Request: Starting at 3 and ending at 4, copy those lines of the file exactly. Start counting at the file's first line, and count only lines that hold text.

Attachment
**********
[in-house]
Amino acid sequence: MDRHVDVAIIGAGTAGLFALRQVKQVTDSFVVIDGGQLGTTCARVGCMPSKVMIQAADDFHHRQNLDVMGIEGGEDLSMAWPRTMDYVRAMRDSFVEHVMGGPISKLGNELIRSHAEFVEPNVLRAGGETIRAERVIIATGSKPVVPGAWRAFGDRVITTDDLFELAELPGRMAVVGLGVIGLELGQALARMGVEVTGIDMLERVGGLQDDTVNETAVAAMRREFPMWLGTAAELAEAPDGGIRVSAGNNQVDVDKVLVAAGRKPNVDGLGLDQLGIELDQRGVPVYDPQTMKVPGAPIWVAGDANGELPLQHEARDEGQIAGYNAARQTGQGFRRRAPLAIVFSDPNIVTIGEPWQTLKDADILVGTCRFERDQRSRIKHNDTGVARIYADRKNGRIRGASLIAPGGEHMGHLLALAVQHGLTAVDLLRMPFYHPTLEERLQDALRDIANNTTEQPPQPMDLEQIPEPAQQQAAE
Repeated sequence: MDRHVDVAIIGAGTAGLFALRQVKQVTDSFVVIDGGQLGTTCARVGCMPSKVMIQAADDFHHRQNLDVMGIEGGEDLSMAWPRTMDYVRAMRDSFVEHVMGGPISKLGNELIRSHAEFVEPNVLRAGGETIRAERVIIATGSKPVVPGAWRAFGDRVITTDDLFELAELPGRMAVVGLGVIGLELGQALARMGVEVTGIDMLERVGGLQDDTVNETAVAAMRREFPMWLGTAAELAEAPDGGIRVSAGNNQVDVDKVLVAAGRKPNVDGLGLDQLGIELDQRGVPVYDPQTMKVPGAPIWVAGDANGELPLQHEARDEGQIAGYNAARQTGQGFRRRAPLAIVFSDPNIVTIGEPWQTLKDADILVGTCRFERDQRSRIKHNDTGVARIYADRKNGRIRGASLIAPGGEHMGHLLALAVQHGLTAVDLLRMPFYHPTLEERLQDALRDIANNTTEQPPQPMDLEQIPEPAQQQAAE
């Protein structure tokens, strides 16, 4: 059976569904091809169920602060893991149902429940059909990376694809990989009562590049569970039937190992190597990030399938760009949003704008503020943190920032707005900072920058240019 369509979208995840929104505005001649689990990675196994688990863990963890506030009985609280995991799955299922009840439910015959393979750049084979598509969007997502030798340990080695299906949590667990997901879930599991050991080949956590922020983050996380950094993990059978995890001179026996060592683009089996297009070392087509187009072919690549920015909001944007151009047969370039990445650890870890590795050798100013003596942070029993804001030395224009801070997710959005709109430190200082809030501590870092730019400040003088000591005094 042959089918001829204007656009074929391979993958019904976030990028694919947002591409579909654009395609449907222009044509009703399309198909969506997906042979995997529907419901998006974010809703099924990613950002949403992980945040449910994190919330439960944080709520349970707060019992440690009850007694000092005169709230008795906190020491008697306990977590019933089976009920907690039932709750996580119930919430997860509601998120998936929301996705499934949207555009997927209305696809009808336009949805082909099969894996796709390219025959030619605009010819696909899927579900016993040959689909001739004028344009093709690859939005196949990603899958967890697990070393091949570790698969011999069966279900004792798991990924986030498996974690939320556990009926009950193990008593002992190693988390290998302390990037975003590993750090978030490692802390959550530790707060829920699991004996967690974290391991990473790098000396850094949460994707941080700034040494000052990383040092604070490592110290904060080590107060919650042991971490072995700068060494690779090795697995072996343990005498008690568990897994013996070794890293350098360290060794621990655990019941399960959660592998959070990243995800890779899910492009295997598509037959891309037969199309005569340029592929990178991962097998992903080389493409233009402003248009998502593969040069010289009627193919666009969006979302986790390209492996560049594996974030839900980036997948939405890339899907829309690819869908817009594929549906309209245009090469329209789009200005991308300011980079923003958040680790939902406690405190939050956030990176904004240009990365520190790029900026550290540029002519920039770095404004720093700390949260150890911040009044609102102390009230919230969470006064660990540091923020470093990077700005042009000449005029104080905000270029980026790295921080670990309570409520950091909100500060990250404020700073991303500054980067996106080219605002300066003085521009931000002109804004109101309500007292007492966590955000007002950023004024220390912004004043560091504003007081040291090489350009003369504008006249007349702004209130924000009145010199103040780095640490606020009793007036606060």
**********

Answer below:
Repeated sequence: MDRHVDVAIIGAGTAGLFALRQVKQVTDSFVVIDGGQLGTTCARVGCMPSKVMIQAADDFHHRQNLDVMGIEGGEDLSMAWPRTMDYVRAMRDSFVEHVMGGPISKLGNELIRSHAEFVEPNVLRAGGETIRAERVIIATGSKPVVPGAWRAFGDRVITTDDLFELAELPGRMAVVGLGVIGLELGQALARMGVEVTGIDMLERVGGLQDDTVNETAVAAMRREFPMWLGTAAELAEAPDGGIRVSAGNNQVDVDKVLVAAGRKPNVDGLGLDQLGIELDQRGVPVYDPQTMKVPGAPIWVAGDANGELPLQHEARDEGQIAGYNAARQTGQGFRRRAPLAIVFSDPNIVTIGEPWQTLKDADILVGTCRFERDQRSRIKHNDTGVARIYADRKNGRIRGASLIAPGGEHMGHLLALAVQHGLTAVDLLRMPFYHPTLEERLQDALRDIANNTTEQPPQPMDLEQIPEPAQQQAAE
């Protein structure tokens, strides 16, 4: 059976569904091809169920602060893991149902429940059909990376694809990989009562590049569970039937190992190597990030399938760009949003704008503020943190920032707005900072920058240019 369509979208995840929104505005001649689990990675196994688990863990963890506030009985609280995991799955299922009840439910015959393979750049084979598509969007997502030798340990080695299906949590667990997901879930599991050991080949956590922020983050996380950094993990059978995890001179026996060592683009089996297009070392087509187009072919690549920015909001944007151009047969370039990445650890870890590795050798100013003596942070029993804001030395224009801070997710959005709109430190200082809030501590870092730019400040003088000591005094 042959089918001829204007656009074929391979993958019904976030990028694919947002591409579909654009395609449907222009044509009703399309198909969506997906042979995997529907419901998006974010809703099924990613950002949403992980945040449910994190919330439960944080709520349970707060019992440690009850007694000092005169709230008795906190020491008697306990977590019933089976009920907690039932709750996580119930919430997860509601998120998936929301996705499934949207555009997927209305696809009808336009949805082909099969894996796709390219025959030619605009010819696909899927579900016993040959689909001739004028344009093709690859939005196949990603899958967890697990070393091949570790698969011999069966279900004792798991990924986030498996974690939320556990009926009950193990008593002992190693988390290998302390990037975003590993750090978030490692802390959550530790707060829920699991004996967690974290391991990473790098000396850094949460994707941080700034040494000052990383040092604070490592110290904060080590107060919650042991971490072995700068060494690779090795697995072996343990005498008690568990897994013996070794890293350098360290060794621990655990019941399960959660592998959070990243995800890779899910492009295997598509037959891309037969199309005569340029592929990178991962097998992903080389493409233009402003248009998502593969040069010289009627193919666009969006979302986790390209492996560049594996974030839900980036997948939405890339899907829309690819869908817009594929549906309209245009090469329209789009200005991308300011980079923003958040680790939902406690405190939050956030990176904004240009990365520190790029900026550290540029002519920039770095404004720093700390949260150890911040009044609102102390009230919230969470006064660990540091923020470093990077700005042009000449005029104080905000270029980026790295921080670990309570409520950091909100500060990250404020700073991303500054980067996106080219605002300066003085521009931000002109804004109101309500007292007492966590955000007002950023004024220390912004004043560091504003007081040291090489350009003369504008006249007349702004209130924000009145010199103040780095640490606020009793007036606060």